Updates, 2017: trees by the Rundetårn killed by piss – or maybe they were just old…do you know an iconic tree?…R4’s Front Row on the poetry of felled trees: Gerard Manley Hopkins, Charlotte Mew, John Clare and William Cowper all wrote poems lamenting the felling of loved trees…Peter Wohlleben’s The hidden life of trees reviewed: “vi i Danmark har et ‘bondesamfund’, der ser træer som noget, der skal dyrkes frem for at få lov til at gro frit”…
With a winter as dreich as Edinburgh’s, a chilly spring which emphasises the bareness all around and an unreliable summer tending to the damp, there’s not much competition for autumn as Denmark’s best season. In October and November its trees come into their own, adding some welcome shades of colour to the grey.
It’s worth unpicking the Danes’ relationship with trees, and nature as a whole, a predominantly anthropocentric and functional take on things. Whereas in London it’s the building that’s in the way rather than the tree, and in Hamburg there’s a pocket park round every corner, the Danes’ loves of keeping things neat and tidy means that nothing is left to chance.
Take the case of the forest. North of Copenhagen is the area known as Kongernes Nordsjælland, offering a gently pleasing landscape of lakes and undulating land. As the playground of the royal family and the nobility over the centuries there is a long tradition of forestry – and hunting grounds aplenty. In the late 17th century Christian V planted around 12K beeches and oaks between networks of paths in support of the sport of par force hunting:
The entire North Zealand peninsula area was patterned with a Cartesian-based road system consisting of stars surrounded by distinct squares. Stone posts indicated whether roads led towards or away from the centre of the star. The mathematical approach reinforced the king’s image as a representative of reason in line with Baroque ideals. (source)
Par force hunting has been illegal since 1777, but the forests which remain were recognised as a UNESCO World Heritage Site in July 2015. The forests’ champion, the Dansk Jagt- og Skovbrugsmuseum (being subsumed into the Landbrugsmuseum in Jutland in 2017) offers a window into Danish discourse on hunting, not a pretty sight for a former sab, but the area is not uninteresting for map fans.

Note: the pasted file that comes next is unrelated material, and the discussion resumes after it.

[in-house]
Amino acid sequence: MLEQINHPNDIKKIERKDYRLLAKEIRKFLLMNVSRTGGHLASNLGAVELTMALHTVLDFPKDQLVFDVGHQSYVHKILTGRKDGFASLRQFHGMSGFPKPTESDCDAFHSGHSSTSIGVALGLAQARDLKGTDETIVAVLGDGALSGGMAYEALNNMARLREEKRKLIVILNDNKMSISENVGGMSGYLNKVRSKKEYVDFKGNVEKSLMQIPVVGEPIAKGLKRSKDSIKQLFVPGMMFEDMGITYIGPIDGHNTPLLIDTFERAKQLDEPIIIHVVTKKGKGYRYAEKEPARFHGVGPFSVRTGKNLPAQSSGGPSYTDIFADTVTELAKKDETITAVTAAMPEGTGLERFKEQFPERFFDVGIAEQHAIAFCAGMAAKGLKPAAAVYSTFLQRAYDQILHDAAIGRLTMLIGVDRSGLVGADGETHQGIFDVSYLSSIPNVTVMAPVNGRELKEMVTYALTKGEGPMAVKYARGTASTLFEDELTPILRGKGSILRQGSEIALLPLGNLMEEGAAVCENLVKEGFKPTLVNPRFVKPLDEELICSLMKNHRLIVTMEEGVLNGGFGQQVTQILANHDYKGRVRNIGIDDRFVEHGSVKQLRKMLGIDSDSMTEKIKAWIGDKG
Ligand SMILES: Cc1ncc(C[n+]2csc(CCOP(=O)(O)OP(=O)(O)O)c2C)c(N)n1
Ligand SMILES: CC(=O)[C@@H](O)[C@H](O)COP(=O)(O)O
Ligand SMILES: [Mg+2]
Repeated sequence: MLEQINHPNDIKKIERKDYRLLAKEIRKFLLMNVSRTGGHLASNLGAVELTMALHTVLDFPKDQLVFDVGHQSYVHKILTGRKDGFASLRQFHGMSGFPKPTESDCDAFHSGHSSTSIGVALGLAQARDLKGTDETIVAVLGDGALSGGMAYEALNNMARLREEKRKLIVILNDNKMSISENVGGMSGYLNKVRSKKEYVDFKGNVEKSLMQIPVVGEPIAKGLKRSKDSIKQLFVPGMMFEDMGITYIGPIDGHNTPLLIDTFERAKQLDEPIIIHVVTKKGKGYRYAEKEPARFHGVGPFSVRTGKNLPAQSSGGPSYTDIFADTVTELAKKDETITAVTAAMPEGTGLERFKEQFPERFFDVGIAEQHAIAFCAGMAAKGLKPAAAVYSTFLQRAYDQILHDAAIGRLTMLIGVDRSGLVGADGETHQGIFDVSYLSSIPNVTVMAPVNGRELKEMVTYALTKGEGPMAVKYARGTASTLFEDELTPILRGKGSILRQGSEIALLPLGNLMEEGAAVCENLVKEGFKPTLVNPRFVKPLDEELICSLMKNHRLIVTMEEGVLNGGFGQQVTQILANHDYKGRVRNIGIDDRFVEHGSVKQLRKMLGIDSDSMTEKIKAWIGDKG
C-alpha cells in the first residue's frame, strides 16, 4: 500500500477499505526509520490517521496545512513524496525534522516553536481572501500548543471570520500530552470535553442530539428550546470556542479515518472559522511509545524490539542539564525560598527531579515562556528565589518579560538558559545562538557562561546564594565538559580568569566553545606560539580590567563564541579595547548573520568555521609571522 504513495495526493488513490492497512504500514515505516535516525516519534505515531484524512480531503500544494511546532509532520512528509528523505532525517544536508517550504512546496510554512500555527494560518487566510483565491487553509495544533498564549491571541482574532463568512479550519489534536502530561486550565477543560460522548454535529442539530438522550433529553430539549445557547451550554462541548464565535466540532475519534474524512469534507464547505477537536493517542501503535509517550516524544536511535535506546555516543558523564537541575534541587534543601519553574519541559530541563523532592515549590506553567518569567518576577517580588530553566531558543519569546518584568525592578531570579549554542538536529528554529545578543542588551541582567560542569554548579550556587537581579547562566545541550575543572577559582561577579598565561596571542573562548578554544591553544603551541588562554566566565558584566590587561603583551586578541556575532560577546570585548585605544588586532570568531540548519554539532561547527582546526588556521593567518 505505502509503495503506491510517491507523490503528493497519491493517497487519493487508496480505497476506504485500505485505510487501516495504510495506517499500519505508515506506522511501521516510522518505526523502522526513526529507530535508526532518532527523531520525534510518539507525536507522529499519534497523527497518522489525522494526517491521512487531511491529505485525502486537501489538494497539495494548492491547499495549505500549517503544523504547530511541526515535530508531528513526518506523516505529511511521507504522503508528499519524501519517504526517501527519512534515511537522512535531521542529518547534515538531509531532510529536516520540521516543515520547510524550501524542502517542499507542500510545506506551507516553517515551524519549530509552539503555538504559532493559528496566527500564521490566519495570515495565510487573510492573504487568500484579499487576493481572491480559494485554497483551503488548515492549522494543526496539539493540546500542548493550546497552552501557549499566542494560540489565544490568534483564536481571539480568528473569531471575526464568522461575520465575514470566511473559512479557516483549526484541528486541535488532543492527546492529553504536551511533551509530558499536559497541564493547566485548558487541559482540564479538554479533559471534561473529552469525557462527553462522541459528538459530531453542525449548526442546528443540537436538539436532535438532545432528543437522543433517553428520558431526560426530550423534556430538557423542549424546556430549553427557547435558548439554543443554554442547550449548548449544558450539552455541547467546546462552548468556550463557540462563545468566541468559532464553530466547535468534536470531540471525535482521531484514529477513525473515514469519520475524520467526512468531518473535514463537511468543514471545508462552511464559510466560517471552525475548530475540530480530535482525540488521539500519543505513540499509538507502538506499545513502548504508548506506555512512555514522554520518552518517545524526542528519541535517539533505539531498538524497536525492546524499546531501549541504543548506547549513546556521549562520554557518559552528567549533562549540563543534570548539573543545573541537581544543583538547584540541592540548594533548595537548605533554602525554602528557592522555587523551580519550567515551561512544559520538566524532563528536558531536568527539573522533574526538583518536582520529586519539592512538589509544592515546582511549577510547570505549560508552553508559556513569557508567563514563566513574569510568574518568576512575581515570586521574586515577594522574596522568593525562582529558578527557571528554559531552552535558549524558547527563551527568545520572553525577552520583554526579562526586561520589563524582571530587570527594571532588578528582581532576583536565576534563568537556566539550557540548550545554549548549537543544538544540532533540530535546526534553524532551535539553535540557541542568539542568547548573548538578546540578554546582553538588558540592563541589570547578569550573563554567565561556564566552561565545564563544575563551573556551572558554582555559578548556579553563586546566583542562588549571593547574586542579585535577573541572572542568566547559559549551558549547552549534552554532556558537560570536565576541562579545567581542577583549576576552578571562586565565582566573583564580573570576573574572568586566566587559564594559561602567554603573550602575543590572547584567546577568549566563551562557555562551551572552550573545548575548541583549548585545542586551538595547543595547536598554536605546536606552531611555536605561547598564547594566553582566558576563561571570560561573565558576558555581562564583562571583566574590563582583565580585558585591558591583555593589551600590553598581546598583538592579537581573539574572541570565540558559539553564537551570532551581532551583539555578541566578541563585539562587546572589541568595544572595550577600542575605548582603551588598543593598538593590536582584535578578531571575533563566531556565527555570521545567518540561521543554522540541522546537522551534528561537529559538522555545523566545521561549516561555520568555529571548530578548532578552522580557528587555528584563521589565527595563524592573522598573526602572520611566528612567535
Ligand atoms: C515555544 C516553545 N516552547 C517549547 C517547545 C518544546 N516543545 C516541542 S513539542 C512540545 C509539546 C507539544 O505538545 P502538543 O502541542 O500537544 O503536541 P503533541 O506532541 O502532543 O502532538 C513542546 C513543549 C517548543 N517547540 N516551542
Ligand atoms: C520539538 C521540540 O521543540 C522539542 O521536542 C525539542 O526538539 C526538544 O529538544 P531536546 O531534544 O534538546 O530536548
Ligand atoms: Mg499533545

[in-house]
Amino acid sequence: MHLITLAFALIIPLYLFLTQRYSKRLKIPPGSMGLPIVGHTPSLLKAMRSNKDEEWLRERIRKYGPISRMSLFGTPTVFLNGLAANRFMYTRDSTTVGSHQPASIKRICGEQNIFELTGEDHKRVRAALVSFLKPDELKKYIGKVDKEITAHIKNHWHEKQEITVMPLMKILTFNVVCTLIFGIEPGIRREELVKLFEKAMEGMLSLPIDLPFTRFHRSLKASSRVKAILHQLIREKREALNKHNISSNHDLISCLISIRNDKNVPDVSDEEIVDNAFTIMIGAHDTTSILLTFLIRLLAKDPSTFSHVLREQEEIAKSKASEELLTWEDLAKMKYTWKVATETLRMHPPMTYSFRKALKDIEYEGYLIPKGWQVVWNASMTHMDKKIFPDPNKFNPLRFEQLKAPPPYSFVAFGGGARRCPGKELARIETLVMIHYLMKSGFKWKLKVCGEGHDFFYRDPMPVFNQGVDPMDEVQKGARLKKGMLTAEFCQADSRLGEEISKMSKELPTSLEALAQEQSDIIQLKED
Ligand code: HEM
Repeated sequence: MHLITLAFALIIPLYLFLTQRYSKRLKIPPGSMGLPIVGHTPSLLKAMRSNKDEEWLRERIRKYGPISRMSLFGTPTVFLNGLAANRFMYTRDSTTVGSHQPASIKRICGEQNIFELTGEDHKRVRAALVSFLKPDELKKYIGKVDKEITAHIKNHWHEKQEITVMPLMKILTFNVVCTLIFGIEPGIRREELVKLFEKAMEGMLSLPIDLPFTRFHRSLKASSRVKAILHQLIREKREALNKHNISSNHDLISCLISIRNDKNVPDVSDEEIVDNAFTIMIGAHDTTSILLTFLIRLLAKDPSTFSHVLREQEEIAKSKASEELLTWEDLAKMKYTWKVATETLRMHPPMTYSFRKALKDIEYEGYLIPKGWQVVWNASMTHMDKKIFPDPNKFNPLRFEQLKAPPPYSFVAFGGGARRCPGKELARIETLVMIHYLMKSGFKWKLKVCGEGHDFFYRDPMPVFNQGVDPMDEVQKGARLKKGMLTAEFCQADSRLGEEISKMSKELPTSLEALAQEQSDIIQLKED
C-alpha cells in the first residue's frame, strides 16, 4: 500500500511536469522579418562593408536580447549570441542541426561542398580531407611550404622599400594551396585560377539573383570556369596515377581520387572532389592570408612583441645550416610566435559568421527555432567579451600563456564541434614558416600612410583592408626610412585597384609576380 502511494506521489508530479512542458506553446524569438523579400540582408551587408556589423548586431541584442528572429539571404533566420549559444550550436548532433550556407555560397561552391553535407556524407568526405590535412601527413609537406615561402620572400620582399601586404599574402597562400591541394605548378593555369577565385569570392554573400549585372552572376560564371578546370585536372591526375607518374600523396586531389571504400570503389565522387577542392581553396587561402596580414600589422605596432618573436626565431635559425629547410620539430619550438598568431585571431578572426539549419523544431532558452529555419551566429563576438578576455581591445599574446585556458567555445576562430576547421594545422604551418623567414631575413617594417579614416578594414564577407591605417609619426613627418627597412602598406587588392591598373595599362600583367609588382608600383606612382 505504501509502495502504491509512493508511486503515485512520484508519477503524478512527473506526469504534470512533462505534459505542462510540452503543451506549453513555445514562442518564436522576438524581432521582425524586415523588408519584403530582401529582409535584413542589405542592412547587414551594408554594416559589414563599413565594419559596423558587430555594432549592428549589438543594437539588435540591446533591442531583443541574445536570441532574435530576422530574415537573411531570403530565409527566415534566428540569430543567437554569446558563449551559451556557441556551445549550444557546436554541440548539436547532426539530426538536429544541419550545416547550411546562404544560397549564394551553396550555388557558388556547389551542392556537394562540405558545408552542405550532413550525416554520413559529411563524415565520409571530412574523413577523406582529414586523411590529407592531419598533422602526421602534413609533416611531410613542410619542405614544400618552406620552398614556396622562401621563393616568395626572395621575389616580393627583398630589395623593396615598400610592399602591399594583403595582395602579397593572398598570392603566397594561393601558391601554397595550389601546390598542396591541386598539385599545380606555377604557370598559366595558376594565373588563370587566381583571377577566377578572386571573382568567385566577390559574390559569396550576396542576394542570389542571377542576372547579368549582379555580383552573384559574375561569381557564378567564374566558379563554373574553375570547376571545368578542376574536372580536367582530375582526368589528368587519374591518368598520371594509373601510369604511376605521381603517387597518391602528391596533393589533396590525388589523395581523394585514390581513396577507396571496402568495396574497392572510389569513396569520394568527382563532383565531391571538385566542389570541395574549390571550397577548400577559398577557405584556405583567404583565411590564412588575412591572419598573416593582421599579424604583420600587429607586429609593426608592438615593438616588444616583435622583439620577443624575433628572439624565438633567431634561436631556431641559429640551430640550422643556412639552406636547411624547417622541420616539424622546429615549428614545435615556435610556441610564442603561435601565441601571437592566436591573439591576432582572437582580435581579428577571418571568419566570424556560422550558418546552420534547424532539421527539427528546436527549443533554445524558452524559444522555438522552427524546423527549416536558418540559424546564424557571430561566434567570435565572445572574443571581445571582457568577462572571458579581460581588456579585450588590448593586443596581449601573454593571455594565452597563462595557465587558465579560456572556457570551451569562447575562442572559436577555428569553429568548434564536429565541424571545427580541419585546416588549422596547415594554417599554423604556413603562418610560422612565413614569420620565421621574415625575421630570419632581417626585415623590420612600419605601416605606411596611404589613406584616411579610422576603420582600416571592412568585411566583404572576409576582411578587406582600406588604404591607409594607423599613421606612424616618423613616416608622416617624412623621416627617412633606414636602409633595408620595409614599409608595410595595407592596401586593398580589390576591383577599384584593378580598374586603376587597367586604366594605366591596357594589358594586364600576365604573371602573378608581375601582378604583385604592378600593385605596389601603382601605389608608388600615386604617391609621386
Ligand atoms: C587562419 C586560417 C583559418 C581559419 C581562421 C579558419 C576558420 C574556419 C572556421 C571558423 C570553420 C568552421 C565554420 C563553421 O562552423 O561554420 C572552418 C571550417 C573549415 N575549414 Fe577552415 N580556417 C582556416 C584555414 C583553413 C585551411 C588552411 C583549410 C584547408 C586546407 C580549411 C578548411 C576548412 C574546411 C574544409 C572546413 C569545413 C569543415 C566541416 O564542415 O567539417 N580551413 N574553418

Moving forward three centuries and south to Vestegnen we find Vestskoven, a new forest established in 1967 with the aim of adding some interest to the pancake-flat landscape – after nearly 50 years it’s maturing nicely enough, as is the forest closest to home, Brøndbyskoven, established by a far-sighted mayor in 1952, with its beech bench and pines combo.
Before things start sounding too idyllic in this man-made paradise however it’s time to note the government’s current attempt at weakening the 1805 Skovlov, permitting even more nature huts, running tracks and clearings for wind power facilities among the trees.
Trees in the city are also often an appendage to human-centred activities. Bispebjerg Kirkegård offers a Danish scale Sakura experience for the Instagramming hordes, who avert their eyes from the bare plain where an avenue of poplars was felled (before | after). Most of the city’s new developments are similarly sterile, with trees a decorative afterthought at best where previously they provided shade and shelter – see Israels Plads (full story). In the case of Nordhavn, I suspect the wind and salt would put paid to any sylvan glades, but Carlsberg, come on…trees just don’t seem to fit with Copenhagen’s sleek branding and aggressive building programme. To put it bluntly, to thrive a tree needs 1.5m root space and 15m2 ground space, the size of a parking space – and as popularly proclaimed, that’s space for 10 bikes.